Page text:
Wednesday evenings, when the little one comes to stay over, have become the latest battlefield. And in the middle of the fight is a little girl, unable to defend herself, ill-equipped to cope, and thrown to the wolves.
Fighting parents appear as a factor in just about all the literature where children start showing signs of deviant behaviour – a simple Google search showed hundreds of thousands of hits, for example: Here and Here and Here
Then this morning I saw on facebook, on the SADSA page a quote that made me think. I am going to copy the quote with full acknowledgement – it is just too precious not to send it out to all fighting parents:
“Getting over someone you want to forget is easy enough. Getting over someone who is the other parent of your child is another mission.
I had no problem getting over the lying, the cheating, the dysfunctional behaviour. It was all just a relief to let go of it all. The hard part is witnessing a dysfunctional parent. Being reminded almost daily that you wish you children did not have to deal with an irresponsible, inconsistent and unreliable parent, yet, that too you must learn to let go and trust your children to decide what is best for them and how to deal with that parent, because a perfect, uneventful life is not going to equip them to discover their full potential. “The problem is not the problem; the problem is your attitude about the problem”
Therefore, instead of showing a sad photo, I’m choosing to show a picture of her during one of the happy moments I was privileged to share with her. And to remind me that my job, as the responsible parent, is to hold her hand when we are walking, not to carry her.
Quote attributed to SADSA | The South African Divorce Support Association
First I’ll tell you the technical details relating to this picture: It was taken, by me, on 31 May 2009 in Doha, the capital of Qatar, in the Doha Marriott Hotel – one of the better hotels in the region, if not the world. It shows the view towards the lifts, and you will notice the podium near the lifts announcing the events of the day (unfortunately it is too small to read in this picture).
Now, the story.
This was after my divorce, where the woman I loved more than any other person in the world broke me down into nothing; where she pulled my heart from my chest and stomped on it, rejected my love, scorned my manhood. I was abused and manipulated. She made me feel worthless, a nothing, somebody who didn’t achieve anything in life and is not worthy of her love. That’s how I felt – I was a broken man.
Yet, I was invited to be the leader of a conference in the Middle East, in a super-luxury 5-star hotel, speaking to a select audience. The sign in the photo announced that Leon Uys is the Expert Speaker at the Conference to be held in the Grande Hall. And I put my bags down for a minute (OK, I wasn’t carrying my luggage, the porter was doing that. I put my “baggage” down) and I took stock of my life. Here I was in a foreign country, people from all over come to listen to me, and my ratings for previous conferences were very high. I was in demand for my knowledge and my ability to confer that knowledge to others. I stared at the sign for a long time, waiting for the message to be fully absorbed.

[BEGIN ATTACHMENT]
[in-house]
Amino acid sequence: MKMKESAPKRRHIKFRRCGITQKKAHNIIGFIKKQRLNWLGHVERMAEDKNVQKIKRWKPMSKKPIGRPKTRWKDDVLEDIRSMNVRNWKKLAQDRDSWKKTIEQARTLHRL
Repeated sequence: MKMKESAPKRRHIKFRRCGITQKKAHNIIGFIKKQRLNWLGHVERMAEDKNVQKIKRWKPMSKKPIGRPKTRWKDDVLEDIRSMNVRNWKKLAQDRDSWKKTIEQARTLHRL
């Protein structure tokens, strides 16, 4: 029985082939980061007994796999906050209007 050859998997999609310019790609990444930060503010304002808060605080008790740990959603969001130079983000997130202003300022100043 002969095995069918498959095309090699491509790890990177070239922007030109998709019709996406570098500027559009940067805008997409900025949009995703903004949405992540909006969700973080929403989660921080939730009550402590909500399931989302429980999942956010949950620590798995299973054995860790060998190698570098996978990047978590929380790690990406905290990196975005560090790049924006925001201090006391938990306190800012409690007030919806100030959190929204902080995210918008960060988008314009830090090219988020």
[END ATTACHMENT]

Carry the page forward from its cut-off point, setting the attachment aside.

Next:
The message said: I’m not worthless.
Gradually I realised that I am ok. I am actually not this bad person that my ex made me out to be. I allowed a woman to take away something that inherently belongs to me: My self-esteem, my power, my manhood. I am who I am, a good person, and there in front of my very eyes was the very evidence that I was not a failure. It was a life changing moment for me. I left my baggage right there on the floor and walked away from years of guilt and abuse, my head proudly up for the first time in many years. It turned out to be the best conference I ever had.
When things go bad, look out for the signs to help you make good decisions, get over the obstacles, and get your life on track again. The signs are always there, but we sometimes don’t notice them.
And that is the story behind the picture.
Tiffiny built the worlds best hamster cage ever. They are getting special treats every day, and being bored is just not possible.
Came across this really really interesting question: How old would you be if you didn’t know how old you are?
In other words, if we didn’t have a system of counting the years, and you had only to rely on how you feel and look, what would people say?
Alternatively, maybe if we had 4 seasons in life instead of 80 years, in which season are you now? How do you decide to change to the next season?
I feel rather blessed in the sense that I am young enough to still do (and want to do) a lot of things. Thus it happens that I felt it was the 26th of August, and 26 is the turn-around of 62, and it seemed like the perfect opportunity to turn my life around: From 62, to 26. Yup, I was going to be YOUNG again!
It was such a happy occasion. Everybody was there! We went to Die Sinkhuisie Restaurant in Rietondale, Pretoria. Some people like Harm came from far, others like Elna just rolled down the road. We packed out a whole section of the house, all 30 of us. And we partied! The sound levels were astonishing! And while I didn’t get a picture with everybody standing in a row, I got lots of pictures with everybody represented in one or the other. If you’d like to enjoy the show, mosey over to the gallery.
I’ve decided to turn my age around from 62 to 26. I am living in a fresh new world filled with opportunities, curiosities, excitement, great energy and no limitations. Its actually fresh.